35. Hass, A., U. Mingelgrin, and P. Fine. 2010. Heavy metals in soils irrigated with wastewater. In Treated wastewater in agriculture, ed. G.J. Levy, P. Fine, and A. Bar-Tal, 247–285. Hoboken: Wiley-Blackwell.CrossRefGoogle Scholar
  36. Hilgard, E.W. 1906. Soils: Their formation, properties, composition and relation to climate and plant growth in humid and arid regions. New York: Macmillan.Google Scholar
  37. Inbar, A., M. Ben-Hur, M. Sternberg, and M. Lado. 2015. Using polyacrylamide to mitigate post-fire soil erosion. Geoderma 239–240: 107–114.CrossRefGoogle Scholar
  38. Jacquat, O., A. Voegelin, and R. Kretzschmar. 2009. Local coordination of Zn in hydroxy-interlayered minerals and implications for Zn retention in soils. Geochimica et Cosmochimica Acta 73: 348–363. doi: 10.1016/j.gca.2008.10.026.CrossRefGoogle Scholar
  39. Jenny, H. 1941. Factors of soil formation. New York: McGraw-Hill NY.Google Scholar
  40. Jenny, H. 1961. Derivation of state factor equations of soils and ecosystems. Soil Science Society of America Journal 25: 385. doi: 10.2136/sssaj1961.03615995002500050023x.CrossRefGoogle Scholar
  41. Johnson, D.L., and R.J. Schaetzl. 2015. Differing views of soil and pedogenesis by two masters: Darwin and Dokuchaev. Geoderma 237–238: 176–189. doi: 10.1016/j.geoderma.2014.08.020.CrossRefGoogle Scholar
  42. Jozja, N., P. Baillif, J.C. Touray, F. Muller, and C. Clinard. 2006. Incidence of lead uptake on the microstructure of a (Mg, Ca)-bearing bentonite (Prrenjas, Albania). European Journal of Mineralogy 18: 361–368. doi: 10.1127/0935-1221/2006/0018-0361.CrossRefGoogle Scholar
  43. Kang, S., and B. Xing. 2005. Phenanthrene sorption to sequentially extracted soil humic acids and humins. Environmental Science and Technology 39: 134–140.CrossRefGoogle Scholar
  44. Kelepertzis, E. 2014. Accumulation of heavy metals in agricultural soils of Mediterranean: Insights from Argolida basin, Peloponnese, Greece. Geoderma 221–222: 82–90.CrossRefGoogle Scholar
  45. Klavins, M., and L. Ansone. 2010. Study of interaction between humic acids and fullerene C60 using fluorescence quenching approach. Ecological Chemistry and Engineering 17: 351–362.Google Scholar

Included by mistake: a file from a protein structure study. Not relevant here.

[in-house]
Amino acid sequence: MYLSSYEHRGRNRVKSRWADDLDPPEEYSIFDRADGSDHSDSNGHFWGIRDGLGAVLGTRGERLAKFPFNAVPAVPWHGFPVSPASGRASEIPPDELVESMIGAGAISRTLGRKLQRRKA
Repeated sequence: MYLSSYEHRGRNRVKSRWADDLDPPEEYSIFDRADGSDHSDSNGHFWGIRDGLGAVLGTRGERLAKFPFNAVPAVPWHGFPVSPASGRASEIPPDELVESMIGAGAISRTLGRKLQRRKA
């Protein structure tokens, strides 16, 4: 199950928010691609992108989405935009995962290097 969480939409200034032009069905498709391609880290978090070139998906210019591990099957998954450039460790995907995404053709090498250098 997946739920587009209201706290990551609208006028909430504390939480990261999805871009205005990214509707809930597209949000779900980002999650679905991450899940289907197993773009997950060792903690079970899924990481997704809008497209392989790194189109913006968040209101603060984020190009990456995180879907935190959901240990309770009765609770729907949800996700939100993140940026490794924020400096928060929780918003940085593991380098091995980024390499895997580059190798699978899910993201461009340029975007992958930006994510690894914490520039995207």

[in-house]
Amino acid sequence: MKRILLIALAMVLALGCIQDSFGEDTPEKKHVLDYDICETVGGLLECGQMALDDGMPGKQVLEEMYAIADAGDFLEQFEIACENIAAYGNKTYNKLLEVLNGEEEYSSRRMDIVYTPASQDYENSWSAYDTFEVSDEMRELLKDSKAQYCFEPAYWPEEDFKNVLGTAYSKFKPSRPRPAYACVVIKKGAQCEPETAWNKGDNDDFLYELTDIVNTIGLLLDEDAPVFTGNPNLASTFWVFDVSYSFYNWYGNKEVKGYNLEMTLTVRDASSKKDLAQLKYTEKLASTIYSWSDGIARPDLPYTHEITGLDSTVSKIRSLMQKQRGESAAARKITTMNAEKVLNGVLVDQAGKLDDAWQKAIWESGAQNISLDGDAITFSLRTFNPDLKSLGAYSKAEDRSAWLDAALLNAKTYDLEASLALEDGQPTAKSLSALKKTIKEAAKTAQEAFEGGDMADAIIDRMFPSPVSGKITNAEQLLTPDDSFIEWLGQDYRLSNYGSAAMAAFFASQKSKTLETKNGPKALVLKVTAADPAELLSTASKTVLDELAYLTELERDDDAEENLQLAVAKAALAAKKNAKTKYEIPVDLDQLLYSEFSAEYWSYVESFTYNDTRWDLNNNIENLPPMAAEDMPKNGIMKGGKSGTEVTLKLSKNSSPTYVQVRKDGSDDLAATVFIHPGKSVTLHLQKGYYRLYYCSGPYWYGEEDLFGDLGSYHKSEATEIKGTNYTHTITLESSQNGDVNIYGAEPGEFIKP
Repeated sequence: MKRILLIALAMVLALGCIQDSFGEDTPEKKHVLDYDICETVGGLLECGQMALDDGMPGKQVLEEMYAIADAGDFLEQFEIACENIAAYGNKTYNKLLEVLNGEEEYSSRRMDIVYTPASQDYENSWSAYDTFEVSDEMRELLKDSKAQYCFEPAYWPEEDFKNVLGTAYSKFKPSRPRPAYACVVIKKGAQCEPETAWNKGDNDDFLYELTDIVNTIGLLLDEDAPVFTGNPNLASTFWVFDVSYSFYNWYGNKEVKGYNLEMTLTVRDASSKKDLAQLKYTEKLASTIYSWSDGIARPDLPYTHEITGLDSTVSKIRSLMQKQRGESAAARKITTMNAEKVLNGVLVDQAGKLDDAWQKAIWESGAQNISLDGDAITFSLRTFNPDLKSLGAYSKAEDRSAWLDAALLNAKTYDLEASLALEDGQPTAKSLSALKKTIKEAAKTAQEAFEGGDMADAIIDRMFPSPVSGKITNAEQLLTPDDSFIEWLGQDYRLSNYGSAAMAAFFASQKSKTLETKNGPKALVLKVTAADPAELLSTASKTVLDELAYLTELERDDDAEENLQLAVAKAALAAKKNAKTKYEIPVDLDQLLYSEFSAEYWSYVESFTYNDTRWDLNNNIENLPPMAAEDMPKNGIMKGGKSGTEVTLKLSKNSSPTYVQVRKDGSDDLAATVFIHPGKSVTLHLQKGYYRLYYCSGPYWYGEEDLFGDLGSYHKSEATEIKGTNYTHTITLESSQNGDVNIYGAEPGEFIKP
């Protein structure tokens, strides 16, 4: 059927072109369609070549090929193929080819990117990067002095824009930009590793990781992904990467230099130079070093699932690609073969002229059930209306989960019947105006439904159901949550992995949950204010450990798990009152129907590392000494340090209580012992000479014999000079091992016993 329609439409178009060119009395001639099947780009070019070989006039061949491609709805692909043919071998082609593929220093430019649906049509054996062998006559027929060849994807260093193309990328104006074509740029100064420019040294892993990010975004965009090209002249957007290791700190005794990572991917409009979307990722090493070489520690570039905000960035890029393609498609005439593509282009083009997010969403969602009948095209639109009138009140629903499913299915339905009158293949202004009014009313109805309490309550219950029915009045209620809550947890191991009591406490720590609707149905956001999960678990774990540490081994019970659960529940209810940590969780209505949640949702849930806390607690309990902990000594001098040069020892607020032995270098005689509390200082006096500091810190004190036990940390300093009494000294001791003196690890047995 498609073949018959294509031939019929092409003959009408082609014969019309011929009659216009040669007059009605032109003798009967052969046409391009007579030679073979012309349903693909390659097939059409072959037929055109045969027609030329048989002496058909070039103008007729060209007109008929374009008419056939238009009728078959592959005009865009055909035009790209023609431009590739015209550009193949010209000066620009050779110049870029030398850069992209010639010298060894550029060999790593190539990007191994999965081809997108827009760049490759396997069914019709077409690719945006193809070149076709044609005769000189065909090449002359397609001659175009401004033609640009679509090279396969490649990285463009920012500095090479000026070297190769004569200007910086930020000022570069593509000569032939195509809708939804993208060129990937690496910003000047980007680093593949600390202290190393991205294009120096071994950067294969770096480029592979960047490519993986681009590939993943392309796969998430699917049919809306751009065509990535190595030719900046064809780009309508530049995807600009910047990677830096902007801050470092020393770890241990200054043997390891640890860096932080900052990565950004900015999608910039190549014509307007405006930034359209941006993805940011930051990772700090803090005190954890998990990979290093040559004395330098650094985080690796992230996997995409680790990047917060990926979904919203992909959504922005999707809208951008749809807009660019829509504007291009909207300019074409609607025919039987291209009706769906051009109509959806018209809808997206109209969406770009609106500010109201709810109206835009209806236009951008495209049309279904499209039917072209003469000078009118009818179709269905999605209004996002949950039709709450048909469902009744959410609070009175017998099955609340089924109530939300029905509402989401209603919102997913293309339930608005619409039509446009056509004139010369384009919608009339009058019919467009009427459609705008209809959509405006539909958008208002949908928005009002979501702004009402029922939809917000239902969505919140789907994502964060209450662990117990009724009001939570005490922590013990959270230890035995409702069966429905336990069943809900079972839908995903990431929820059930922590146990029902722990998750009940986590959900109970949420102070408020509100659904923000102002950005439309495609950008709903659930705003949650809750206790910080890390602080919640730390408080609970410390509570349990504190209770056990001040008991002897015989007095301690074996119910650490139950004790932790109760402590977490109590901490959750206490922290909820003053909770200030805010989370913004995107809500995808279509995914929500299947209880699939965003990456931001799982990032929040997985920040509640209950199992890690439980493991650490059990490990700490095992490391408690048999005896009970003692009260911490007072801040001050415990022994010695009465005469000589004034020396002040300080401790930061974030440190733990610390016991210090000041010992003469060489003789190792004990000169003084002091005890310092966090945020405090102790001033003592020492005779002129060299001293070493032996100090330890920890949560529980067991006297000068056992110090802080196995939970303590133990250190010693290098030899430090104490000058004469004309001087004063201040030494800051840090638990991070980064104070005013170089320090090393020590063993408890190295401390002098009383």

46. Lagaly, G. 1986. Interaction of alkylamines with different types of layered compounds. Solid State Ionics 22: 43–51. doi: 10.1016/0167-2738(86)90057-3.CrossRefGoogle Scholar
  47. Lieber, C.M., and C.C. Chen. 2009. Preparation of fullerene and fullerene based metalics. Advances in Solid State Physics 48: 109–147.Google Scholar
  48. Lishtvan, I.I., F.N. Kaputsky, Y.G. Yanuta, A.M. Abramets, V.P. Strigutsky, and E.V. Kachanova. 2006. Humic acids: Interaction with metal ions, features of structure and properties of metal humic complexes. Chemistry for Sustainable Development 14: 367–373.Google Scholar
  49. López-Periago, J.E., M. Arias-Estévez, J.C. Nóvoa-Muñoz, D. Fernández-Calviño, B. Soto, C. Pèrez-Novo, and J. Simal-Gándara. 2008. Copper retention kinetics in acid soils. Soil Science Society of America Journal 72: 63–72. doi: 10.2136/sssaj2006.0079.CrossRefGoogle Scholar
  50. Mainwaring, K.A., C.P. Morley, S.H. Doerr, P. Douglas, C.T. Llewellyn, G. Llewellyn, I. Matthews, and B.K. Stein. 2004. Role of heavy polar organic compounds for water repellency of sandy soils. Environmental Chemistry Letters 2: 35–39. doi: 10.1007/s10311-004-0064-9.CrossRefGoogle Scholar
  51. Mamy, L., and E. Barriuso. 2007. Desorption and time-dependent sorption of herbicides in soils. European Journal of Soil Science 58: 174–187. doi: 10.1111/j.1365-2389.2006.00822.x.CrossRefGoogle Scholar
  52. McBride, M.B. 1989. Reactions controlling heavy metal solubility in soils. In Advances in soil science, ed. B.A. Stewart, 1–56. New York: Springer.CrossRefGoogle Scholar
  53. Mehrotra, V., E.P. Giannelis, R.F. Ziolo, and P. Rogalskyj. 1992. Intercalation of ethylenediamine functionalized buckminsterfullerene in mica-type silicates. Chemistry of Materials 4: 20–22. doi: 10.1021/cm00019a008.CrossRefGoogle Scholar
  54. Nasser, A., M. Gal, Z. Gerstl, U. Mingelgrin, and S. Yariv. 1997. Adsorption of alachlor by montmorillonites. Journal of Thermal Analysis 50: 257–268. doi: 10.1007/BF01979566.CrossRefGoogle Scholar
  55. Nebbioso, A., and A. Piccolo. 2013. Molecular characterization of dissolved organic matter (DOM): A critical review. Analytical and Bioanalytical Chemistry 405: 109–124. doi: 10.1007/s00216-012-6363-2.CrossRefGoogle Scholar